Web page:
BlueDragon 7.0: new tag CFMULTICAST

With the release of BlueDragon 7.0 just around the corner, I am going to go through some of the new functionality and tags that we've introduced.  Many of the new tags are centered around giving the CFML developer greater access to external resources and services.  For example the first one that I am going to look here is the <CFMULTICAST> tag that is used to both listen and send to multicast networks.

For those that don't know what a multicast network is don't worry it is not too complicated.  It is a way to broadcast data on a network where by only one copy of the data packet is transmitted but many receivers can read the data packet.  For example, say you wanted to broadcast an MP3 file to 100 people in your network, then using traditional methods you would have to send 100 copies of the same file, utilising a lot of bandwidth in the process.  Using a multicast address you would only need to send one copy of the file and everyone would read that copy, thus dramatically reducing the bandwidth overhead.

Okay that is an extreme example, so let us look at something closer to our CFML hearts.  Assume you have a pool of servers running in a cluster then using a multicast address you could broadcast messages to everyone when an event took place, say when someone updated content you could broadcast that change so all the servers where up to date.  You aren't restricted to just CFML-2-CFML communication; there are many Linux utilities out there that will broadcast their runtime state, allowing you to listen in.  Maybe you could create a CFML application that watches and generates an email when one of your Linux boxes reaches 90% disk full.  The possibilities are endless.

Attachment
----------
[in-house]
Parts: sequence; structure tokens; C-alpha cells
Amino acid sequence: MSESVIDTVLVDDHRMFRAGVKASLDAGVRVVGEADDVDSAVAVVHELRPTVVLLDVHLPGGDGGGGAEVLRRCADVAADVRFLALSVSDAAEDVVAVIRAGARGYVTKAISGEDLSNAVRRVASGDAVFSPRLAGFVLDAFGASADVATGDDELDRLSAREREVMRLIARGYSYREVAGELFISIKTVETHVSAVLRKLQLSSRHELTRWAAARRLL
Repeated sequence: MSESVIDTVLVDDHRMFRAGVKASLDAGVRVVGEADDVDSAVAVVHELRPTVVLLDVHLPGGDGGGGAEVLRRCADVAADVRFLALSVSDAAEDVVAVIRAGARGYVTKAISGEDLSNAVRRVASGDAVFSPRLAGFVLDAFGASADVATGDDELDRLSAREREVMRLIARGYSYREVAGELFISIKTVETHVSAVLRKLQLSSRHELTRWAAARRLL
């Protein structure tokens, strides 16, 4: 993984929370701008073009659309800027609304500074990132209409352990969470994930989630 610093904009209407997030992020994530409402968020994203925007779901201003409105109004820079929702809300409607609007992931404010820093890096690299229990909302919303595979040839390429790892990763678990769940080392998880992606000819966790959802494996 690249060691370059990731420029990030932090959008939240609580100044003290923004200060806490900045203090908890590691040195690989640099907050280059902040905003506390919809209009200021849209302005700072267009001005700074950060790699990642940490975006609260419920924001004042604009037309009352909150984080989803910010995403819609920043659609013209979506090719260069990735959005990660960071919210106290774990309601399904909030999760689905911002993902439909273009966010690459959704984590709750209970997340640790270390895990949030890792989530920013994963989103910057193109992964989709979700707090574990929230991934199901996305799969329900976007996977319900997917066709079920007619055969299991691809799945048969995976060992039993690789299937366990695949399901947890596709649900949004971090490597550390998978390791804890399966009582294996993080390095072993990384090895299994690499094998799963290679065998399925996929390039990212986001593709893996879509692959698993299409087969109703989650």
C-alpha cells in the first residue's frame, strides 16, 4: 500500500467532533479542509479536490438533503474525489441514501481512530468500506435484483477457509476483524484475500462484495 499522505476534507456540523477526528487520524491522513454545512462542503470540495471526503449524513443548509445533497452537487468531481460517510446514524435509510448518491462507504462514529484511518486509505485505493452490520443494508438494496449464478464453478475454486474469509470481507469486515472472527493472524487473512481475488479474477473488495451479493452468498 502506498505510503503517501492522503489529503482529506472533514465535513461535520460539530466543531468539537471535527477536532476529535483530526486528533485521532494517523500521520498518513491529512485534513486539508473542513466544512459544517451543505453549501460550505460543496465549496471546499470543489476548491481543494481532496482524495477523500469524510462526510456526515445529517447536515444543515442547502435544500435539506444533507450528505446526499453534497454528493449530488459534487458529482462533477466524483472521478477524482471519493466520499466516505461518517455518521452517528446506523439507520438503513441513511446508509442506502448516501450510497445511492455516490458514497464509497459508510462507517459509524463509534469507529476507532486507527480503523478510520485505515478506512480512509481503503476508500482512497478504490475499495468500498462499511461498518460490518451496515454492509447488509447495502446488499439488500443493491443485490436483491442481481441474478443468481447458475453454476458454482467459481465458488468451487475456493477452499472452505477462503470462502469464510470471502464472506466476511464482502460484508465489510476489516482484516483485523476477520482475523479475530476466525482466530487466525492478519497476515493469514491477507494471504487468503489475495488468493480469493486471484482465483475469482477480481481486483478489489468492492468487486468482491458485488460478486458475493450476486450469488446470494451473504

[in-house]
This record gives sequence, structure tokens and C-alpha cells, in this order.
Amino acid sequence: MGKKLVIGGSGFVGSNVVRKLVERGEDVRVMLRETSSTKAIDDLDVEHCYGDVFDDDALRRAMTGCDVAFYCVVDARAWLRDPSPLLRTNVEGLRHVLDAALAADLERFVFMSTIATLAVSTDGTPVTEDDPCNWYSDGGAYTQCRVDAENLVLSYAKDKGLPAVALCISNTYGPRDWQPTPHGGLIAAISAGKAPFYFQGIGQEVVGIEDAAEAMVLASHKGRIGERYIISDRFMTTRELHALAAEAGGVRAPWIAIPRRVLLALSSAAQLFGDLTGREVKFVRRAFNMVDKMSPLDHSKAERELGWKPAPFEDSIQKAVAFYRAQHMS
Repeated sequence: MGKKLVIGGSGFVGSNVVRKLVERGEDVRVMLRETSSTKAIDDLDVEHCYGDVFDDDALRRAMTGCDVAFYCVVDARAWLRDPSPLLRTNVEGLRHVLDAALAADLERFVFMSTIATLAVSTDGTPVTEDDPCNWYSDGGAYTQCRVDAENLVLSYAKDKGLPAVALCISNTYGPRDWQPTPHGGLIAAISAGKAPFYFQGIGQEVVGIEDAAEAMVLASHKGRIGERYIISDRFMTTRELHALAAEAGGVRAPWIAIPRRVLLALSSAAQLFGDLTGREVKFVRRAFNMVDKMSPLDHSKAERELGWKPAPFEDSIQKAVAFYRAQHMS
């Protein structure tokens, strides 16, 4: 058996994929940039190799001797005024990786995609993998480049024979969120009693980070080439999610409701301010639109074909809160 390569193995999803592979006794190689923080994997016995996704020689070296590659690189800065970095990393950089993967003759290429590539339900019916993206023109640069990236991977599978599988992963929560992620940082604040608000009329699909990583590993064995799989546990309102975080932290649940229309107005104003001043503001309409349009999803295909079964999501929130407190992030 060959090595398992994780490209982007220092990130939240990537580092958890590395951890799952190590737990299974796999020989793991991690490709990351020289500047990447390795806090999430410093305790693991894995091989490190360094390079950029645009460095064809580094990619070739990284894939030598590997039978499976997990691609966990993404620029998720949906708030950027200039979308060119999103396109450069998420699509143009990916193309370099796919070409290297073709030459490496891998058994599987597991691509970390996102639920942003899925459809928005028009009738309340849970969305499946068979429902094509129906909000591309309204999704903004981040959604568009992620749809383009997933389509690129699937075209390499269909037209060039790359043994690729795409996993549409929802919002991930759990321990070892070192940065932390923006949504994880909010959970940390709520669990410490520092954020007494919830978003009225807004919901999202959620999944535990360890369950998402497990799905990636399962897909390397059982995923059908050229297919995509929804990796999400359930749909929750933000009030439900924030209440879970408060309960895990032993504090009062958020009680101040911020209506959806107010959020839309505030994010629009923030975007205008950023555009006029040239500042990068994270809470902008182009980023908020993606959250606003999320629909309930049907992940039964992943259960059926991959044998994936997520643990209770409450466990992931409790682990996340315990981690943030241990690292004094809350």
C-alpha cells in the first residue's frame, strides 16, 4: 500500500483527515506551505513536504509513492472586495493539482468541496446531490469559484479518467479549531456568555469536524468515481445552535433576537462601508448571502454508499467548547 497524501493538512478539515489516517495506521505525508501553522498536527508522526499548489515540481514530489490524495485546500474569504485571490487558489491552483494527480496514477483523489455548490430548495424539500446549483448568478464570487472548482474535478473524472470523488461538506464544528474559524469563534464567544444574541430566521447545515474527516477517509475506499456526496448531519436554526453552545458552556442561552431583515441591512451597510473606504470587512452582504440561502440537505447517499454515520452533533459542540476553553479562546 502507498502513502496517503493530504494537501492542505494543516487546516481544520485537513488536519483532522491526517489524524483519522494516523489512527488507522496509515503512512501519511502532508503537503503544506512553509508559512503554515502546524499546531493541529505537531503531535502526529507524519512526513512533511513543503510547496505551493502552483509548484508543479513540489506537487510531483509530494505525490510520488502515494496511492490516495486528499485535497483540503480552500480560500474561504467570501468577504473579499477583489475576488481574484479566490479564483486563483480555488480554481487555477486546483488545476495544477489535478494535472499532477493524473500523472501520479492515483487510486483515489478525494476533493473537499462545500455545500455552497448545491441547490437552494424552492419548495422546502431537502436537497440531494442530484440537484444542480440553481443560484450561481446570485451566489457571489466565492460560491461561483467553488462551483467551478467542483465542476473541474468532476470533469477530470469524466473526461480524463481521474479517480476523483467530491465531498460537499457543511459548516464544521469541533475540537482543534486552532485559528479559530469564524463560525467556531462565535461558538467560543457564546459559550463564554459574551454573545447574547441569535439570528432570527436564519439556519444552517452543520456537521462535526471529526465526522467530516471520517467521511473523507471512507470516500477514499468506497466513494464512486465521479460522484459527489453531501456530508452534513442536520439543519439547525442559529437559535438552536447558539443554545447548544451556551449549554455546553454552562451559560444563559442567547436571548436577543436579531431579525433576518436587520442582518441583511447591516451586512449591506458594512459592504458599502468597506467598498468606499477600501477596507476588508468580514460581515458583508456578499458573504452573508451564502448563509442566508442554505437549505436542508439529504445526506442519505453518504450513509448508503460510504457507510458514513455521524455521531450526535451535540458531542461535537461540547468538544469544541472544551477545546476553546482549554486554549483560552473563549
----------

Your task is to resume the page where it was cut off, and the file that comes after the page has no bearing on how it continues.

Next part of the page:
So let us look at what the <CFMULTICAST> tag brings to the party.

There are two modes for this tag; broadcasting and listening.  First transmitting.  Consider the following example:
  <cfmulticast action="send"
cfmldata="#cgi#" [or textdata=""]>

This takes the attribute cfmldata, converts it to WDDX, and broadcasts it out on the multicast address on port 17000.  Any process listening on that address will receive the WDDX data.  If it is another BlueDragon instance, then it will automatically deserialise the WDDX packet converting it back to a CFML structure.  Very easy.

So let us look at the other side of the fence; receiving multicast data.

  <cfmulticast action="listen" 
cfc="mycfc" cfcfunction="doAction">
This need only be called once and when completed any message received on that address will automatically call the method 'doAction' in the 'mycfc' CFC.  This is a single argument method that will pass in a structure with various meta data regarding addressing.  If this packet represents a CFML structure, then the key .cfmldata will exist, otherwise, it will simply be .textdata.
  <cfmulticast action="status" address="" port="17000">
In addition, there are a number of other tricks up the CFMULTICAST sleeve. One of them is the action=status.  This returns back a structure showing you various runtime statistics on what has been happenning.  This tag also maintains its own multicast.log file that details any errors and all actions.

This tag has been in production use for many months now on the Blog-City platform where it replaced the CFMESSAGE JMS implementation.  There was nothing wrong with CFMESSAGE, just JMS was too heavy a process for the job of simply passing around short events.

The CFMULTICAST tag will prove useful to those in clustered environments or for those wishing to write monitoring applications and will be available within BlueDragon 7.


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